Do you use Facebook Messenger? Have you heard about one of the largest scams in the world that duped millions of Facebook users? The Security firm PIXM has recently released a report outlining a Facebook Messenger phishing scam that has been running for months and is thought to have tricked millions of people.
The scam is still running at the time of writing and still haunting Facebook Messenger.
If you use the app, be mindful of any links you receive before you click on them!
This particular phishing scam revolves around a fake Facebook login page. The deceptively authentic link to that page has been shared extensively across Facebook and looks and feels identical to the real thing, leaving Facebook users (which tend to be older) dumbfounded when they find out their account has been compromised.
That link includes an entire chain of redirects that takes the user to a range of websites and app pages. Some of them are legitimate and prevents Facebook blanket blocking them. When a user logs into the fake page, it will report the login details to the scammer. The scammer will then log into the account and send the link to everyone in your friends list to further spread it. Once hacked, when the user logs into Facebook, they are redirected to ad pages, surveys and other pages that make referral money for the scammer.
The scammer, whose identity is known to PIXM said he “claimed to make $150 for every thousand visits [to the advertising exit page] from the United States.”
According to PIXM’s research, an estimated 400 million users from the U.S. alone have viewed the exit page of the fake login. At $150 per 1,000 visits, that’s “would put this threat actor’s projected revenue at $59M from Q4 2021 to present.” PIXM doesn’t believe that $150 figure though as it seems a little high. Anyone who runs ad networks online knows they don’t pay out anything like that amount. Despite the potential exaggeration in earnings, this scam is a good one and is still pulling people in.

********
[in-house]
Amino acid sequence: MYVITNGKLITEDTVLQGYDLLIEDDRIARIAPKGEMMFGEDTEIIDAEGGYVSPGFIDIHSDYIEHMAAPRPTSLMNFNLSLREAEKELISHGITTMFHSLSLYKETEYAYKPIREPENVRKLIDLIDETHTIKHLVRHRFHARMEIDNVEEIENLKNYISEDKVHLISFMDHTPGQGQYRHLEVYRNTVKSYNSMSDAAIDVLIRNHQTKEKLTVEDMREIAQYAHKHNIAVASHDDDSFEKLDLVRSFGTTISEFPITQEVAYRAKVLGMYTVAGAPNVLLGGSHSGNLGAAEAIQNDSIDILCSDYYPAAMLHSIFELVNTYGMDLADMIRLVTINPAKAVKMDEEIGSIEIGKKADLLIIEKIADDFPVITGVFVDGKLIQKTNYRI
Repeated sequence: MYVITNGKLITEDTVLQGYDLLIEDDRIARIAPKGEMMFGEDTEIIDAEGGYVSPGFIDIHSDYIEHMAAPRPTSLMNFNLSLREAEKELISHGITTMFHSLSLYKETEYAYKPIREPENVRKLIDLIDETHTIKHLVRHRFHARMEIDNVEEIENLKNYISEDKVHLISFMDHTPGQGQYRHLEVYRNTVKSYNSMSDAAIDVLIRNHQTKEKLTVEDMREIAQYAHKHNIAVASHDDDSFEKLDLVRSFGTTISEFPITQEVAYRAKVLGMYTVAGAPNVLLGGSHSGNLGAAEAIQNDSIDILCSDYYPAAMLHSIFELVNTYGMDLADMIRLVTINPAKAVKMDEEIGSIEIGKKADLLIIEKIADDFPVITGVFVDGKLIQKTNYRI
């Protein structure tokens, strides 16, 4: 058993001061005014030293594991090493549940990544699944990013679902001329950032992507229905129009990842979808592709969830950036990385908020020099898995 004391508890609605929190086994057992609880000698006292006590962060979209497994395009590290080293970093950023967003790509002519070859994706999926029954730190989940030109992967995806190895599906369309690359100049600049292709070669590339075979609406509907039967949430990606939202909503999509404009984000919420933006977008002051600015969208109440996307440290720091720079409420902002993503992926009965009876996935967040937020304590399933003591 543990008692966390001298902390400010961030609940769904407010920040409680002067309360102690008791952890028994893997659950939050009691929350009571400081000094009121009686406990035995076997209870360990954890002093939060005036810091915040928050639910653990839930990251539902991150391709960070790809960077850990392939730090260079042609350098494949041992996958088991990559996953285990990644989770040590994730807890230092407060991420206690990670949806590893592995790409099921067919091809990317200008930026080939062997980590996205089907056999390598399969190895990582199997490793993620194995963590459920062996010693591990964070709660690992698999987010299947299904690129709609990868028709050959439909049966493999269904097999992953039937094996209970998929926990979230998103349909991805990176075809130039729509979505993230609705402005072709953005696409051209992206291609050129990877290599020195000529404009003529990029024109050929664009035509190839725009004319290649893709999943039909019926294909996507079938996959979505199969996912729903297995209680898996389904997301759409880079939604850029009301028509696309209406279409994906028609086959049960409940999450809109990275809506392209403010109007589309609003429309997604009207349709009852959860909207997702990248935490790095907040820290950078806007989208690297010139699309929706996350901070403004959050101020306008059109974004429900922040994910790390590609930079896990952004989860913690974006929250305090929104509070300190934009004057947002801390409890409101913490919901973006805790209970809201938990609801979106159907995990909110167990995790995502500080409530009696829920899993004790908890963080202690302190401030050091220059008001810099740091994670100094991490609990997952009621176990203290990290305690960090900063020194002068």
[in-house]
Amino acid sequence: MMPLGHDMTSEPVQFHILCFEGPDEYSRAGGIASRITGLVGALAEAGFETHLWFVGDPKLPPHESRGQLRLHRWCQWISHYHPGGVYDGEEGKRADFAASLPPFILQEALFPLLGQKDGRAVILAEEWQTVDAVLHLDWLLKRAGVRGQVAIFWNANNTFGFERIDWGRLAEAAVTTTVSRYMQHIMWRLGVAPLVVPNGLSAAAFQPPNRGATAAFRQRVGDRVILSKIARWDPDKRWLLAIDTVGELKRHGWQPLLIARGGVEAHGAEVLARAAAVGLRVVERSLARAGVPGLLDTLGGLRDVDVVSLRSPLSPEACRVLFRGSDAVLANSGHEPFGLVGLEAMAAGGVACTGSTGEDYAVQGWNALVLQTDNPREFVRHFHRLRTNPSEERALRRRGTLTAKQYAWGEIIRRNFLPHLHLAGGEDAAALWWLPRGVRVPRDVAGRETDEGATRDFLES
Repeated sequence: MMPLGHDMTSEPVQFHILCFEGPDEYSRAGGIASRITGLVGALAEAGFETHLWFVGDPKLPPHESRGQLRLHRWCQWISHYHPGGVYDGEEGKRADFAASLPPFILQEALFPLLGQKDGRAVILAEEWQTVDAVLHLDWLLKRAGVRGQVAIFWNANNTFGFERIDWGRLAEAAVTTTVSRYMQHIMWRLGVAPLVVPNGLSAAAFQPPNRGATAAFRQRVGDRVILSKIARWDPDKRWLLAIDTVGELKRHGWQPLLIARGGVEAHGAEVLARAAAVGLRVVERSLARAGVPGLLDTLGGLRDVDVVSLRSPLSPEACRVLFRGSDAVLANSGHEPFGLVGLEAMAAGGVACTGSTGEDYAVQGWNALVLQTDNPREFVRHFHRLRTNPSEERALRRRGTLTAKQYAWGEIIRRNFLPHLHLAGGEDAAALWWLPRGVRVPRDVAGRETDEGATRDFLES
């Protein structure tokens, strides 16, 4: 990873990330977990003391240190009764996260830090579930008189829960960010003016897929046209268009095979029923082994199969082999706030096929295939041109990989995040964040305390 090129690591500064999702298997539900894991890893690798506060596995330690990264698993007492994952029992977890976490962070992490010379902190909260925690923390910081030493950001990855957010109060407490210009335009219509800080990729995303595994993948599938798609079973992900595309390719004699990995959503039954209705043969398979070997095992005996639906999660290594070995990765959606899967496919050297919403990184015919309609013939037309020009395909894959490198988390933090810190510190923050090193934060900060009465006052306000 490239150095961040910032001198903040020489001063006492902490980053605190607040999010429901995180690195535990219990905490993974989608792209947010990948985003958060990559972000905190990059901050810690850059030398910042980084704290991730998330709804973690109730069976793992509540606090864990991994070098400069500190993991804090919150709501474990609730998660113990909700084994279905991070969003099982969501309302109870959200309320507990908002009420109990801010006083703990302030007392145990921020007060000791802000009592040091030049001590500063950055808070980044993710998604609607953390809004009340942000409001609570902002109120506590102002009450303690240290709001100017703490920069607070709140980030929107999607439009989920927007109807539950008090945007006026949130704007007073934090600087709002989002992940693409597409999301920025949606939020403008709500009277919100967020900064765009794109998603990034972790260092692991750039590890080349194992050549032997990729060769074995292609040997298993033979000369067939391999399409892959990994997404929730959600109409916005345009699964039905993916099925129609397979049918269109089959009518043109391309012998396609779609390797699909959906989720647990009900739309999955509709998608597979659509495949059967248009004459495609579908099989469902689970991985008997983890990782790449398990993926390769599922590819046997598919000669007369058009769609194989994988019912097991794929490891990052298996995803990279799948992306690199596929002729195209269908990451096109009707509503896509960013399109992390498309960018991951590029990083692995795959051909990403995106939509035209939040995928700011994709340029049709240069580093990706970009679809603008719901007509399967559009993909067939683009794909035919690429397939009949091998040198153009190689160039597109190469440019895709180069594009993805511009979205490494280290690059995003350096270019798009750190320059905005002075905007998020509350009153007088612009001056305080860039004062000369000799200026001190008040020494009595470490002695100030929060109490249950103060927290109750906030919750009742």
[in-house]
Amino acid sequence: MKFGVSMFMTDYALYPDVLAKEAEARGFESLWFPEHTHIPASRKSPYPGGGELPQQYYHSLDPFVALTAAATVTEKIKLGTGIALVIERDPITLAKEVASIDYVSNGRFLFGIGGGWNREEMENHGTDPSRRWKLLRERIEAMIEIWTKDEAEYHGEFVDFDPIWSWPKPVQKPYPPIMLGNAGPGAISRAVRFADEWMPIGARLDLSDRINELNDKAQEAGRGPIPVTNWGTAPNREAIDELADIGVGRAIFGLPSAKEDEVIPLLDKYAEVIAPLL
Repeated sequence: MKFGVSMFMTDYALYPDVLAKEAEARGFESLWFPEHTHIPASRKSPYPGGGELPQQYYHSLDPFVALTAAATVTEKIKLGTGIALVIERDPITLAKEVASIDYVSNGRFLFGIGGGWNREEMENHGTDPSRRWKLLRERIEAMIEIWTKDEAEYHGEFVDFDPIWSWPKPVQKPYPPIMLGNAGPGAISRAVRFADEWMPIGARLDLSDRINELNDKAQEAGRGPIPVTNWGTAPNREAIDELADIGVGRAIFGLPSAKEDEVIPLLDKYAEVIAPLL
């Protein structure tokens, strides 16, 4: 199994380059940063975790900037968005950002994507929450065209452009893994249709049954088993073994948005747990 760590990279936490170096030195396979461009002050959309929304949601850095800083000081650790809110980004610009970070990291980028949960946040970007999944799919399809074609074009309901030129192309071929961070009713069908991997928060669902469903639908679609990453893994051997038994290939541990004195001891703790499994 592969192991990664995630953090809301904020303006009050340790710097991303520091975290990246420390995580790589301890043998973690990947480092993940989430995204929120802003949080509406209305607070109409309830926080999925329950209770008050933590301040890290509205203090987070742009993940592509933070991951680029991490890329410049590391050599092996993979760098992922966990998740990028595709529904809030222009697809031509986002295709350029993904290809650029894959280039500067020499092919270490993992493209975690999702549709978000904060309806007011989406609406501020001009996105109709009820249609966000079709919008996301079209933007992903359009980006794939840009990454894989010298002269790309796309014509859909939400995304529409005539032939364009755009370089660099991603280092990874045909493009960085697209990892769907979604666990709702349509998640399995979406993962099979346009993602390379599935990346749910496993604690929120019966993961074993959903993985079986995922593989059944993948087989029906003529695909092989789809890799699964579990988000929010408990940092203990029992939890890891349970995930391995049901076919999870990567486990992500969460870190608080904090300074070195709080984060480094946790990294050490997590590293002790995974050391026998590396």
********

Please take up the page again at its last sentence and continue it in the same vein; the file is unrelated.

Even if Facebook was able to block some of the redirected domains, it’s a matter of minutes to automatically create new ones and reinstate the scam.
We at Redact are no strangers to phishing scams. In fact, we've previously talked about how to stay vigilant against them in detail. However, for both newcomers and the forgetful, we are more than happy to provide a rundown.
However simple and yet sophisticated this scam is, phishing always has a weak link- it depends on an action from the you, the user. In other words, a pittance of diligence will save you a potentially monumental headache.
We think a certain level of paranoia is useful whenever you’re going places online you haven’t been before or are even remotely suspicious about a link or message. Even from someone you know.
Don’t click links unless you know for sure they are legit, don’t download files, don’t log into Facebook if you’re already using it and pay special attention to the language used in messages supposedly sent from your friends.
Do that, and you’ll protect yourself from the vast majority of phishing scams out there.